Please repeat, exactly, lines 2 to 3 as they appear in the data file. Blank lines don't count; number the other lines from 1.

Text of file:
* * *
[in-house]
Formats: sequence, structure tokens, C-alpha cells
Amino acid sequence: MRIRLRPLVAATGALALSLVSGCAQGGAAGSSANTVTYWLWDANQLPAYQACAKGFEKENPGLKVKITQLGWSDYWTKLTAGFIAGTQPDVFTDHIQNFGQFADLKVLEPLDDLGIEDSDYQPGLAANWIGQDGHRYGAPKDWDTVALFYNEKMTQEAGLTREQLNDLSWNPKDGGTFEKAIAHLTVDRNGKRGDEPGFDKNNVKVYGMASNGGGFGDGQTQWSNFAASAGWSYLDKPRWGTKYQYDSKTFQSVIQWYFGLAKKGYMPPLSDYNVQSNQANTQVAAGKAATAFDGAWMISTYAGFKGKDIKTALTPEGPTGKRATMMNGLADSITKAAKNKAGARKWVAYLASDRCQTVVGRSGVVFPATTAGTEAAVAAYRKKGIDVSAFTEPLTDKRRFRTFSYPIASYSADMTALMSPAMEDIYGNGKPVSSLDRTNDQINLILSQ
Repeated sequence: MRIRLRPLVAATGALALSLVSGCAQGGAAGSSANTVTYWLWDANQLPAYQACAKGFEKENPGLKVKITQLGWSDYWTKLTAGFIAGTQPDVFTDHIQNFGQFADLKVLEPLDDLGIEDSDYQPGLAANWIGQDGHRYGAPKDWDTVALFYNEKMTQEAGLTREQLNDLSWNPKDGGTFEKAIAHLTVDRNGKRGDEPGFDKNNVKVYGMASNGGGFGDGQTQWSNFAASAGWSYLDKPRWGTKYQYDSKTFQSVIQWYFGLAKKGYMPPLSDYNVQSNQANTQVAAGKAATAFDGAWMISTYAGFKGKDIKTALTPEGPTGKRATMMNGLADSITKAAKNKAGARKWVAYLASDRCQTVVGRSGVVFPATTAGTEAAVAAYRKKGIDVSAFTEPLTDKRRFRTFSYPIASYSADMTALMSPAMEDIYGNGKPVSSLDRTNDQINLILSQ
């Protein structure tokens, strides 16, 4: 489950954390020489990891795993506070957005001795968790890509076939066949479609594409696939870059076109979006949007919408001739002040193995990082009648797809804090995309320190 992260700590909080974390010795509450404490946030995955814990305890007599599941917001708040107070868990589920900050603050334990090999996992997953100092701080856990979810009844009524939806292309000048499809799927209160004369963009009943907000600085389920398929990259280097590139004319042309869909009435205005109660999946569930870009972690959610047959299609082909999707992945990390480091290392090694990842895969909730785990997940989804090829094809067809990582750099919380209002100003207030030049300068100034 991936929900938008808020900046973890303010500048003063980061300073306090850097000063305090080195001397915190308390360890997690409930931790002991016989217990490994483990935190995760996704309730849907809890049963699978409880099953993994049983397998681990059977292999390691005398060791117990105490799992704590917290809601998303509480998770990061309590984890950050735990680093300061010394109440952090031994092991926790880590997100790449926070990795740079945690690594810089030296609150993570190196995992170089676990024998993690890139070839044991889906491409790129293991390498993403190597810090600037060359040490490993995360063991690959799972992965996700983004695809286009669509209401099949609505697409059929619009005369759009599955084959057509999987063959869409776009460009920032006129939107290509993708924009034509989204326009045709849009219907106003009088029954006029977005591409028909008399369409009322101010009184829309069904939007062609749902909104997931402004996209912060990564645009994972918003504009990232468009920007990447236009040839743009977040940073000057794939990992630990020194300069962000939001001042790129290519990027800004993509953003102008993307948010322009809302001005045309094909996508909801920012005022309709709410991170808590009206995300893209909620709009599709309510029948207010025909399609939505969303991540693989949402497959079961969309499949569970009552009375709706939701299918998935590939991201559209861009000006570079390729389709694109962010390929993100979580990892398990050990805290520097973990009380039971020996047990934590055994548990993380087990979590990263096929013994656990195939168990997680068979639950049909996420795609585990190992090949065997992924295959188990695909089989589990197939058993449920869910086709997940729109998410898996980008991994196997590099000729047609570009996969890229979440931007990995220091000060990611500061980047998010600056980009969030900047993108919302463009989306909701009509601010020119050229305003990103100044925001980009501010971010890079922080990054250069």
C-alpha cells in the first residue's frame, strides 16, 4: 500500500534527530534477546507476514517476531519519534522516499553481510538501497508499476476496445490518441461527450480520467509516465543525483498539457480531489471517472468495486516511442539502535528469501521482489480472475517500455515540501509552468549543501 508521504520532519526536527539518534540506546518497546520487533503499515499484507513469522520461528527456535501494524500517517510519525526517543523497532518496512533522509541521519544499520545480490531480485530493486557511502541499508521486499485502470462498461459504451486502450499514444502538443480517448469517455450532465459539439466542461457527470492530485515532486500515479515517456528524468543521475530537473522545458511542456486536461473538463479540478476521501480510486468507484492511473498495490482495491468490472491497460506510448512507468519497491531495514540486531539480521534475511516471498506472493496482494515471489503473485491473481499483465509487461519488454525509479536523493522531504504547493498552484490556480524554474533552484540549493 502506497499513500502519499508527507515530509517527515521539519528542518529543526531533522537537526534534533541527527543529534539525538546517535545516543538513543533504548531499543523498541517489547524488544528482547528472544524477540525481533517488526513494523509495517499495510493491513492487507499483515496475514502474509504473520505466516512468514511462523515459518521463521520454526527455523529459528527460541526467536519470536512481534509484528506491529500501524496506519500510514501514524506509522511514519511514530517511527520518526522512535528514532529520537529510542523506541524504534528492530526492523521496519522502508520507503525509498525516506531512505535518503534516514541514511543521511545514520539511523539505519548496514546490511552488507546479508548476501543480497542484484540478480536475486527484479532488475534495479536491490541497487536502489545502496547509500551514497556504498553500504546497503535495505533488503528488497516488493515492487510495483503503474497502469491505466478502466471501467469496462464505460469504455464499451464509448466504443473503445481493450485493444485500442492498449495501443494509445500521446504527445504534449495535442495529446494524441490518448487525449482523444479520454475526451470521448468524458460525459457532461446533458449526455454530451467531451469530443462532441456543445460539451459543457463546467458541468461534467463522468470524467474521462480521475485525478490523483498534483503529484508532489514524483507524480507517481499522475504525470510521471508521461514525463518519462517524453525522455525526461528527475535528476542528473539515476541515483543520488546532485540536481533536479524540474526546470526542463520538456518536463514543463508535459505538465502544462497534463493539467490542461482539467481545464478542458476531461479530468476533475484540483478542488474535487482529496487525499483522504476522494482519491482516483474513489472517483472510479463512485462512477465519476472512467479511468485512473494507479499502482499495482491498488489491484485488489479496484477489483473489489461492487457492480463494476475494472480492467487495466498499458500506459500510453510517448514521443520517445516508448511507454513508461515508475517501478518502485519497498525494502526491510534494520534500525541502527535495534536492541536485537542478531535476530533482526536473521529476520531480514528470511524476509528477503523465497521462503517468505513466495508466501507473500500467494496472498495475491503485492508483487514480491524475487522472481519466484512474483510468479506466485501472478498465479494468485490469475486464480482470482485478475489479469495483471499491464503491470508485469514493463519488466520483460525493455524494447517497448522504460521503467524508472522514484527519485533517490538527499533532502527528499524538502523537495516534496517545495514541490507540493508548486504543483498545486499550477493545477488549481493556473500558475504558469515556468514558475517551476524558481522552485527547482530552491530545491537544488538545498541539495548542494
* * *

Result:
Formats: sequence, structure tokens, C-alpha cells
Amino acid sequence: MRIRLRPLVAATGALALSLVSGCAQGGAAGSSANTVTYWLWDANQLPAYQACAKGFEKENPGLKVKITQLGWSDYWTKLTAGFIAGTQPDVFTDHIQNFGQFADLKVLEPLDDLGIEDSDYQPGLAANWIGQDGHRYGAPKDWDTVALFYNEKMTQEAGLTREQLNDLSWNPKDGGTFEKAIAHLTVDRNGKRGDEPGFDKNNVKVYGMASNGGGFGDGQTQWSNFAASAGWSYLDKPRWGTKYQYDSKTFQSVIQWYFGLAKKGYMPPLSDYNVQSNQANTQVAAGKAATAFDGAWMISTYAGFKGKDIKTALTPEGPTGKRATMMNGLADSITKAAKNKAGARKWVAYLASDRCQTVVGRSGVVFPATTAGTEAAVAAYRKKGIDVSAFTEPLTDKRRFRTFSYPIASYSADMTALMSPAMEDIYGNGKPVSSLDRTNDQINLILSQ